Steve Madden (Jake Hoffman), the famous shoe designer, was a childhood friend of Danny Porush and was drawn into his old friend’s anarchy (Madden would eventually be sentenced to 41 months in prison). While Madden has a relatively quick appearance in the film, he looms large in Belfort’s memoir. Madden was actually personally and professionally closer to Belfort than to Porush. According to Belfort, Madden even offered to co-run his shoe business with Belfort, with Madden focusing on shoe design and Belfort focusing on manufacturing and distributing the business. After leaving Stratton, Belfort worked for Madden for a time until their relationship soured. Then the FBI arrested them both. Madden was eventually convicted of stock manipulation, money laundering and securities fraud.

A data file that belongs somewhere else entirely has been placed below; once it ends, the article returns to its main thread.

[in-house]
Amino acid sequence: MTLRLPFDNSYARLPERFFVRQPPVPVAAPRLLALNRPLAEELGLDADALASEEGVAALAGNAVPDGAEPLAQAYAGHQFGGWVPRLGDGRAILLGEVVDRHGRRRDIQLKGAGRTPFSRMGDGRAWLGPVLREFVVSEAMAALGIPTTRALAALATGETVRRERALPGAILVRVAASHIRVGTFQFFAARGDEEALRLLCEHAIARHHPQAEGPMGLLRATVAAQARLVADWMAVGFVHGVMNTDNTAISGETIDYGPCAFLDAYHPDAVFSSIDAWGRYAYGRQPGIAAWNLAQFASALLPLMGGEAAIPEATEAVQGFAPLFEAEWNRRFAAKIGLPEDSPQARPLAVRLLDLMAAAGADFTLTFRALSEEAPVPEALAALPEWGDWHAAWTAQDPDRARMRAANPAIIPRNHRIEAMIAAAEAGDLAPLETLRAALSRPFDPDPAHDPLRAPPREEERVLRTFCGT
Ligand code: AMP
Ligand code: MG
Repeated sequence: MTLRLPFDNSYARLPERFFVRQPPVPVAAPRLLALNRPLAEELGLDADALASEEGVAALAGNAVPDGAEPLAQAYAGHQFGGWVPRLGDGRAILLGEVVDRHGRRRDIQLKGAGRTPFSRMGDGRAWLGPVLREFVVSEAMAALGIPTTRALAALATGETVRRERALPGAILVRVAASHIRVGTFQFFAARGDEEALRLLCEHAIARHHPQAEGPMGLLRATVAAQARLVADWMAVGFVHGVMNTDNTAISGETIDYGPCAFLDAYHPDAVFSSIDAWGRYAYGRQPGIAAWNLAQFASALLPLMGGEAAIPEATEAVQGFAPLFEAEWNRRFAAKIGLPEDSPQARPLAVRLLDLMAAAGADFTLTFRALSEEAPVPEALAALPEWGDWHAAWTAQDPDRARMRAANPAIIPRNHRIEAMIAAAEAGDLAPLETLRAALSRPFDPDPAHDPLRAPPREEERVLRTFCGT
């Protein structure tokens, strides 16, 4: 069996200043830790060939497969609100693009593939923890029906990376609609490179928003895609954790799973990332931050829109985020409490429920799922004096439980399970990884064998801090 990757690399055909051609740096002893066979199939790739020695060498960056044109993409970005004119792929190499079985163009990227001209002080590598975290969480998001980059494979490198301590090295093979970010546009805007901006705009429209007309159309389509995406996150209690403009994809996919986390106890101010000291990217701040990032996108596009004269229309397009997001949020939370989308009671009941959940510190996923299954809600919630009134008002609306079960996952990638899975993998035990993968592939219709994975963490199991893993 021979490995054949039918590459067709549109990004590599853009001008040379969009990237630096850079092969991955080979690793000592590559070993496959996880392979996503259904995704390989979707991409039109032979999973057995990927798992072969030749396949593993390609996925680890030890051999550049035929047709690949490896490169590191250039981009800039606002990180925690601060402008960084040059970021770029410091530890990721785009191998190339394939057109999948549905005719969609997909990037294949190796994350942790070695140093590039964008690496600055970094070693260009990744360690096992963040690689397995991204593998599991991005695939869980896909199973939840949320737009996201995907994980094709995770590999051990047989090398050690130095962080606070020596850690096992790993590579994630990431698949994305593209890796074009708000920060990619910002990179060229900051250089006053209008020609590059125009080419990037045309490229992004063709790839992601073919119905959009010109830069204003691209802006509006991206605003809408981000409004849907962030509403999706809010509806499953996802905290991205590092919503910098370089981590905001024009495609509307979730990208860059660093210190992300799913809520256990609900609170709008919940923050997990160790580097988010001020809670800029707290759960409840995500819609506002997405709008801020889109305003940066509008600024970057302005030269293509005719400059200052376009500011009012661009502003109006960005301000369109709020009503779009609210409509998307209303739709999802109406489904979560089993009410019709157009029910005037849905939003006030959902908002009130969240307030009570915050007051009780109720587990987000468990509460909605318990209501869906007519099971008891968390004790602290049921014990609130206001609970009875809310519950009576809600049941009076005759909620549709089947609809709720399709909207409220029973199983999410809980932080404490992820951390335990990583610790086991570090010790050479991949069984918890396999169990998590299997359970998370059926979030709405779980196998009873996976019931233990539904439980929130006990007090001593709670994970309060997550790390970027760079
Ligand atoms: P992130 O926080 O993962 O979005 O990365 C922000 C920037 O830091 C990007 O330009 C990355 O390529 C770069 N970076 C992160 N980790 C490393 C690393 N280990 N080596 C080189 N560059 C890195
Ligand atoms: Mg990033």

The merry band of misfits and ex-weed dealers who make up Stratton’s core staff are mostly based on real people, but their exact work backgrounds and connections to Belfort are either simplified or omitted from the film. The Chester Ming (Kenneth Choi) character, for example, is based on a real person named Victor Wang who had a much more interesting role to play in Belfort’s memoir than in the film. Victor wanted to start his own business and was therefore viewed with suspicion by Belfort. It turns out that the suspicion was justified. Within days of starting his own company, Victor began spreading rumors that Stratton was on the verge of collapse. Later, he began poaching Stratton stockbrokers who preferred to work at Victor’s business in Manhattan rather than Belfort’s business on Long Island. Unbeknownst to Victor, Belfort was “waging a secret war” against him the whole time, which caused Victor’s new business to go bankrupt. It is also true that Victor assaulted Belfort’s butler and hung him out of the window. Victor ended up being sentenced to 8 years in prison.